The Public Private explores the ways in which the boundaries between the public and the private have been redrawn in the age of social media and networked platforms of data aggregation. Our daily moves in physical and online spaces are open to various forms of tracking. The messages and images we casually distribute, and the likes and dislikes we share with friends and families, construct profiles that are accessible to corporations and subject to commercial and social datamining. The social media services we use commonly own the information we circulate through them. What was once considered personal and private has become increasingly public in a cultural shift entailing a reformulation of our identity.

The artworks brought together in The Public Private address these issues from psychological, legal, and economic perspectives and use strategies, ranging from cultural hacking to self-surveillance, to make us reflect on the profound changes in our understanding of identity, personal boundaries, and self-representation. Some of the projects—such as Face to Facebook by Paolo Cirio and Alessandro Ludovico and The Others by Eva and Franco Mattes—“steal” and recontextualize personal images and profiles, crossing boundaries between personal and corporate spaces and opening them up for controversy and dispute. Ben Grosser’s Facebook Demetricator strips Facebook of one of its most essential features, while Luke Dubois’ Missed Connections analyzes personal ads to determine the odds that people are looking for each other. Both Paolo Cirio’s Street Ghosts and Carlo Zanni’s self-portraits “reposition” Google Street View’s images by transferring them from virtual to physical public space. Works by Jill Magid, James Coupe, and Wafaa Bilal explore systems of surveillance and self-surveillance, subverting narratives of control and exploring the poetic and cinematic possibilities of the watchful camera eye and the status of the image itself.

The works in the exhibition do not pass easy judgements on the “broadcast yourself” era, but rather unveil ambiguities and create ruptures in the complex relationships between the public and private sphere. They do not provide easy answers, but ask questions about the ethics and legalities of image control and the conventions of self-representation. Together they create a space in which watching and being watched becomes an inescapable condition.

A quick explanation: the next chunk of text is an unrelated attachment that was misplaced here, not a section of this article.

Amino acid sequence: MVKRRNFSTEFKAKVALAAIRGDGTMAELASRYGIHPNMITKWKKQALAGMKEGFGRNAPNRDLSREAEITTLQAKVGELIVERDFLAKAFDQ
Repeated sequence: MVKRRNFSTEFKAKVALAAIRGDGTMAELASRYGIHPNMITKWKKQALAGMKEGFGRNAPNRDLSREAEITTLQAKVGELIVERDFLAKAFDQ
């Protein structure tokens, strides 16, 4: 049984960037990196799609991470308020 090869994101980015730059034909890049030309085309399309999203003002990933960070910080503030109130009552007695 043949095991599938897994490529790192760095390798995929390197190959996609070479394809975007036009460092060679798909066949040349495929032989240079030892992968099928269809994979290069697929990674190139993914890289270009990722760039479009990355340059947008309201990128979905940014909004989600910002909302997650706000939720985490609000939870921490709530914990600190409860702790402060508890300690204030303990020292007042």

— Christiane Paul, curator

3rdi

2010

Wafaa Bilal

Iraqi, born 1966

Installation, video, camera

www.3rdi.me

Courtesy Wafaa Bilal and the Arab Museum of Modern Art.

For the 3rdi project, Wafaa Bilal had a camera surgically inserted into the back of his head and distributed the recorded content via the internet. The artist strives to objectively capture his past in a form of anti-photography, with his hand and eye completely removed from the process of taking images. Metaphorically, the 3rdi serves as a reminder and record of all the places Bilal was forced to leave behind and may never see again. After two surgeries and rejections it was not possible to keep the original 3rdi camera embedded in his head, and he worked with a new company to create a design for a second model for the final quarter of the 3rdi project. The installation in the Kellen gallery includes a large-scale projection of images taken by the 3rdi camera, as well as the second version of the camera itself.

For more information:

Street Ghosts

2012 – present

Paolo Cirio

Italian, born 1979

Street art, posters

www.streetghosts.net

The Street Ghosts are life-size printouts of images of people found on Google’s Street View, posted in the same spots where they were taken. Paolo Cirio has put up these images in cities on different continents, usually without the permission of public authorities. As part of the exhibition The Public Private, they appear on the façade of The New School’s 2 West 13th Street building. By teleporting people from the online to the physical public realm, the artist raises questions about the differences between these two spheres. How do we perceive our presence in these distinct spaces and who has the authority to post our portraits? The blurry quality of the enlarged digital images gives people a spectral quality, turning them, in Cirio’s words, into “a digital shadow haunting the real world.”

Face to Facebook

2011

Paolo Cirio & Alessandro Ludovico

Italian, born 1979, 1969

Mixed media installation